From Rx-wiki

Antidote, derived from the Greek antidoton where anti is a prefix that means against and doton means given. Therefore we can think of an antidote as being working against what has already been given. A more contemporary definition would be a remedy or other agent used to neutralize or counteract the effects of a poison or other deleterious agent.

There is a popular misconception that there is an antidote for every poison, whereas there are actually relatively few classes of toxins that have antidotes. The antidotes for some particular toxins are manufactured by injecting the toxin into an animal in small doses and extracting the resulting antibodies from the host animals' blood. This results in an antivenom that can be used to counteract poison produced by certain species of snakes, spiders, and other venomous animals. A number of venoms lack a viable antivenom, and a bite or sting from an animal producing such a toxin may result in death. Some animal venoms, especially those produced by arthropods (e.g. certain spiders, scorpions, bees, etc.) are only potentially lethal when they provoke allergic reactions and induce anaphylactic shock; as such, there is no "antidote" for these venoms because it is not a form of poisoning and anaphylactic shock can be treated (e.g., by the use of epinephrine).

Some other toxins have no known antidote. For example, the poison aconitine, a highly poisonous alkaloid derived from various aconite species has no antidote, and as a result is often fatal if it enters the human body in sufficient quantities.

Mechanical approaches

Ingested poisons are frequently treated by the oral administration of activated charcoal, which adsorbs the poison and flushes it from the digestive tract, thereby removing a large part of the toxin. Poisons which are injected into the body (such as those from bites or stings from venomous animals) are usually treated by the use of a constriction band which limits the flow of lymph and/or blood to the area, thus slowing circulation of the poison around the body. This should not be confused with use of a tourniquet which cuts off blood flow completely - often leading to the loss of the limb.

List of antidotes

In the table below some of the more common antidotes have been listed.

Antidote Poison(s) Usual Dosage
acetylcysteine acetaminophen Should be given within 8 hr of acetaminophen ingestion for maximum benefit; however effective even after 24 hours of ingestion.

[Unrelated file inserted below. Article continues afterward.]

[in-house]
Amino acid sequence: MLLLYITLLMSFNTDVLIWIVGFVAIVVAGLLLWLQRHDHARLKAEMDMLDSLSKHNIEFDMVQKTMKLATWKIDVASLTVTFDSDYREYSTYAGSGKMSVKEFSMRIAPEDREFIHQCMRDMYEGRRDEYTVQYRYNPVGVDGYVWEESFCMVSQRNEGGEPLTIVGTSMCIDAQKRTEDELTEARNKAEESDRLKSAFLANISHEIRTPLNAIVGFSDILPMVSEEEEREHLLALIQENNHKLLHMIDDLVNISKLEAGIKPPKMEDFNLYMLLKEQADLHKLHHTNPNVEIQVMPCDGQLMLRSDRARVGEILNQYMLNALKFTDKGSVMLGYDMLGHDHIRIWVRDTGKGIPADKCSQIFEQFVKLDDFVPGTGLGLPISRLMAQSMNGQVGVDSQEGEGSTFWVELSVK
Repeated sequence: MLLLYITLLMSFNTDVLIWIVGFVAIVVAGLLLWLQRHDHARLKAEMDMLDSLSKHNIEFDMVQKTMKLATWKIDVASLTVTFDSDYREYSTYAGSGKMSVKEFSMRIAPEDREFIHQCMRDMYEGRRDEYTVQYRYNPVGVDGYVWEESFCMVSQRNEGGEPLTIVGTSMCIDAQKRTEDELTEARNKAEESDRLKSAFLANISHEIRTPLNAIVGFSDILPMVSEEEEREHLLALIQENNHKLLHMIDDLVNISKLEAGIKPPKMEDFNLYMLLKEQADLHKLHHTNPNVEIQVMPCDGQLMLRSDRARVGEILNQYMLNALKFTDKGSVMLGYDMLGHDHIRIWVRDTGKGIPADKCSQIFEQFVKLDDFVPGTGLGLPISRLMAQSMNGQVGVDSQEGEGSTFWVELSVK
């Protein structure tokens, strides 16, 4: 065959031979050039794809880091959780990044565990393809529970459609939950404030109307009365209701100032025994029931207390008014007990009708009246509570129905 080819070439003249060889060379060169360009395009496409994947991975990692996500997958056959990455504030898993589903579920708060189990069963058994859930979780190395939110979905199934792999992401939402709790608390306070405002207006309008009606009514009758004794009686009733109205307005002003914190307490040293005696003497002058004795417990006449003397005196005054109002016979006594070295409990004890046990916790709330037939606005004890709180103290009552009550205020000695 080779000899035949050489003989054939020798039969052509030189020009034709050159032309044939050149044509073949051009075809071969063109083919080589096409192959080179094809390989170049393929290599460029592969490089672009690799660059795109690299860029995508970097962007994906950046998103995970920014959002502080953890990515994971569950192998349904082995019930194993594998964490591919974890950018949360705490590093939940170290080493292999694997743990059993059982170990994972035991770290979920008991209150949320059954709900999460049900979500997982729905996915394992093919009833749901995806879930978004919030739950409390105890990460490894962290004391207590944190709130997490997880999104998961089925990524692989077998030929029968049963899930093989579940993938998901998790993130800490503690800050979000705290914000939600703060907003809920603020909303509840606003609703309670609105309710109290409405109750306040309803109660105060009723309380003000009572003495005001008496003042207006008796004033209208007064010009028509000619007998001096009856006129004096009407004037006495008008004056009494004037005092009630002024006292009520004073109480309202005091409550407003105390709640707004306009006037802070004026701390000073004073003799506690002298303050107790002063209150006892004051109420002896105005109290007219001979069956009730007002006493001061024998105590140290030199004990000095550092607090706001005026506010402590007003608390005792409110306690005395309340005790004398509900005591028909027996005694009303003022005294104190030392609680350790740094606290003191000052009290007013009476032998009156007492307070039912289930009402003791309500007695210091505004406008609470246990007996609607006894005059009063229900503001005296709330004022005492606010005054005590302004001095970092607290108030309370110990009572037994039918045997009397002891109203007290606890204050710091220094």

atropine cholinesterase inhibitors (organophosphates, carbamates) IV: 0.03-0.05 mg/kg IV/IM/IO/ET q10-20min PRN to effect; then q1-4hr for at least 24 hours.
IM: 2 mg for mild reaction, quickly repeat with up to another 4 mg for initial dose if more severe reaction.
deferoxamine iron salts, aluminum 100 mg of deferoxamine can bind to about 10 mg of iron & 4.1 mg of aluminum
digoxin FAB antibodies digoxin and related cardiac glycosides Each vial of Digibind (38 mg of Fab) or DigiFab (40 mg of Fab) binds 0.5 mg digoxin.
dimercaprol arsenic, gold, lead, mercury Dosing depends on which poison the patient has been overexposed to.
edetate calcium disodium lead For asymptomatic blood lead of 20-70 mcg/dL give 1 g/m2 IV or IM.
flumazenil benzodiazepines Give 0.2 mg IV inj over 15-30 sec. If no response: then 0.3 mg over 15-30 sec 1 min later, if no response then again 0.5 mg IV over 15-30 sec to max cumulative dose of 3 mg/hr
fomepizole methanol & ethylene glycol Load 15 mg/kg IV infusion over 30 min, THEN 10 mg/kg IV q12hr x 4 doses, THEN increase to 15 mg/kg q12hr.
glucagon beta-blocker & calcium channel blocker toxicity Give a loading dose of 50-150 mcg/kg IVP over 1 minute, THEN 1-5 mg/hr IV infusion.
hydroxycobalamin cyanide Adults: 5 g administered as an intravenous (IV) infusion over 15 minutes.
Children: A dose of 70 mg/kg has been used to treat children.
leucovorin methotrexate, methanol, pyrimethamine, sulfadiazine, trimethoprim, and trimetrexate Give in a 1:1 ratio leucovorin to inadvertent methotrexate overdose within 1 hr initial IV, then may switch to IM q6h. Consult various other resources for treating other poisonings.
mesna ifosfamide & cyclophosphamide ifosfamide: 240 mg/sq.meter (if receiving 1.2 g/sq.meter ifosfamide dose) IVP 15 minutes before & 4 & 8 hours after ifosfamide admin OR 240 mg/sq.meter (if receiving 1.2 g/sq.meter ifosfamide dose) IVP 15 minutes before & 480 mg/sq.meter PO 2 & 6 hours after ifosfamide admin.
cyclophosphamide: 60-160% of cyclophosphamide daily dosage divided 3-5 doses IVP OR by continuous IV infusion.
naloxone opioids Give 0.4-2 mg IV/IM/SC/ET, repeat q2-3min PRN; no more than 10 mg (0.01 mg/kg).
penicillamine arsenic, lead, copper, & mercury arsenic: 100 mg/kg/day PO divided q6hr x5 days.
lead: 1-1.5 g qDay PO or divided BID-TID x1-6 months.
phentolamine dental anesthesia Dose based on amount of local anesthetic administered.
physostigmine anticholinergic Initially give 0.5-2 mg slow IVP (not to exceed 1 mg/min); keep atropine nearby for immediate use. If no response, repeat q20min PRN. If initial dose effective, may give additional 1-4 mg q30-60min PRN.
phytonadione warfarin If INR 5-9: 1-2.5 mg PO, once.
If INR 10-20: 3-5 mg PO, once.
If INR >20: 5-10 mg IV.
pralidoxime organophosphate, acetylcholinesterase inhibitor, insecticides and related nerve gases Consult various other resources for treating poisonings with pralidoxime.
protamine sulfate heparin and low molecular weight heparins 1 mg neutralizes an average of 100 USP units of heparin.

See also

Five rights
Drug recalls
Vaccine Adverse Event Reporting System
Five rights
Tallman lettering
Medication errors
Barcoding technologies
Medication safety


  1. The Free Dictionary, antidotes,
  2. Wikipedia, Antidotes,
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  4. Medscape, atropine (IV, IM),
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  10. Facts & Comparisons eAnswers, hydroxycobalamin,
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